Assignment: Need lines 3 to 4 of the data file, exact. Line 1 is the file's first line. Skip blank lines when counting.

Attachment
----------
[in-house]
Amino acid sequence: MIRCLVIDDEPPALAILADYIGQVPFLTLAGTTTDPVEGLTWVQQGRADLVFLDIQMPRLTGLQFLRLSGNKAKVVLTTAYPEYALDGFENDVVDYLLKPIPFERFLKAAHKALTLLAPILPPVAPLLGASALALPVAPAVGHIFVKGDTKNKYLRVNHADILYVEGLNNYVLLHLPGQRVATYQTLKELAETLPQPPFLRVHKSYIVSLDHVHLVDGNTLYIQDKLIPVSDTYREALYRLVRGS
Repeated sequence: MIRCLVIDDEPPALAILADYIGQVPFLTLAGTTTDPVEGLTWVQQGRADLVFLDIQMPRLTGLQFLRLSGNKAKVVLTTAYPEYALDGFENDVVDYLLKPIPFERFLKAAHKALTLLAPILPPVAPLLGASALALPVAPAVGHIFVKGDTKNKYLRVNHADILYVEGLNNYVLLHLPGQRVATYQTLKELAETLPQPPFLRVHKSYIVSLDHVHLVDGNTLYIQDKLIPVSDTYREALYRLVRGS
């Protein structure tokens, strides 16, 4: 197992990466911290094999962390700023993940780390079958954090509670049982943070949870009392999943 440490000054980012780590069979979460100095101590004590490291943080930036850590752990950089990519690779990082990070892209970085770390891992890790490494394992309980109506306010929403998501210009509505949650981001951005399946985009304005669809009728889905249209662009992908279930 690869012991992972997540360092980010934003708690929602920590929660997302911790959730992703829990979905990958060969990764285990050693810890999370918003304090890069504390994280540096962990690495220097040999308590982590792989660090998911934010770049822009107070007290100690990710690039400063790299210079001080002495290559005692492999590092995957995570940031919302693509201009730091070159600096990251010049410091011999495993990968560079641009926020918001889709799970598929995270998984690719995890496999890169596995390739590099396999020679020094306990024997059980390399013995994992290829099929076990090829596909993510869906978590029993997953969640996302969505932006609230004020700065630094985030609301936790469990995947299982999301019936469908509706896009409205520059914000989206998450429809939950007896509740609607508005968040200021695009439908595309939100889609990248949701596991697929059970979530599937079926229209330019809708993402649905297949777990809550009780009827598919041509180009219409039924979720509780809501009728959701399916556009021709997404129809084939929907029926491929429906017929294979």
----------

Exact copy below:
Repeated sequence: MIRCLVIDDEPPALAILADYIGQVPFLTLAGTTTDPVEGLTWVQQGRADLVFLDIQMPRLTGLQFLRLSGNKAKVVLTTAYPEYALDGFENDVVDYLLKPIPFERFLKAAHKALTLLAPILPPVAPLLGASALALPVAPAVGHIFVKGDTKNKYLRVNHADILYVEGLNNYVLLHLPGQRVATYQTLKELAETLPQPPFLRVHKSYIVSLDHVHLVDGNTLYIQDKLIPVSDTYREALYRLVRGS
């Protein structure tokens, strides 16, 4: 197992990466911290094999962390700023993940780390079958954090509670049982943070949870009392999943 440490000054980012780590069979979460100095101590004590490291943080930036850590752990950089990519690779990082990070892209970085770390891992890790490494394992309980109506306010929403998501210009509505949650981001951005399946985009304005669809009728889905249209662009992908279930 690869012991992972997540360092980010934003708690929602920590929660997302911790959730992703829990979905990958060969990764285990050693810890999370918003304090890069504390994280540096962990690495220097040999308590982590792989660090998911934010770049822009107070007290100690990710690039400063790299210079001080002495290559005692492999590092995957995570940031919302693509201009730091070159600096990251010049410091011999495993990968560079641009926020918001889709799970598929995270998984690719995890496999890169596995390739590099396999020679020094306990024997059980390399013995994992290829099929076990090829596909993510869906978590029993997953969640996302969505932006609230004020700065630094985030609301936790469990995947299982999301019936469908509706896009409205520059914000989206998450429809939950007896509740609607508005968040200021695009439908595309939100889609990248949701596991697929059970979530599937079926229209330019809708993402649905297949777990809550009780009827598919041509180009219409039924979720509780809501009728959701399916556009021709997404129809084939929907029926491929429906017929294979």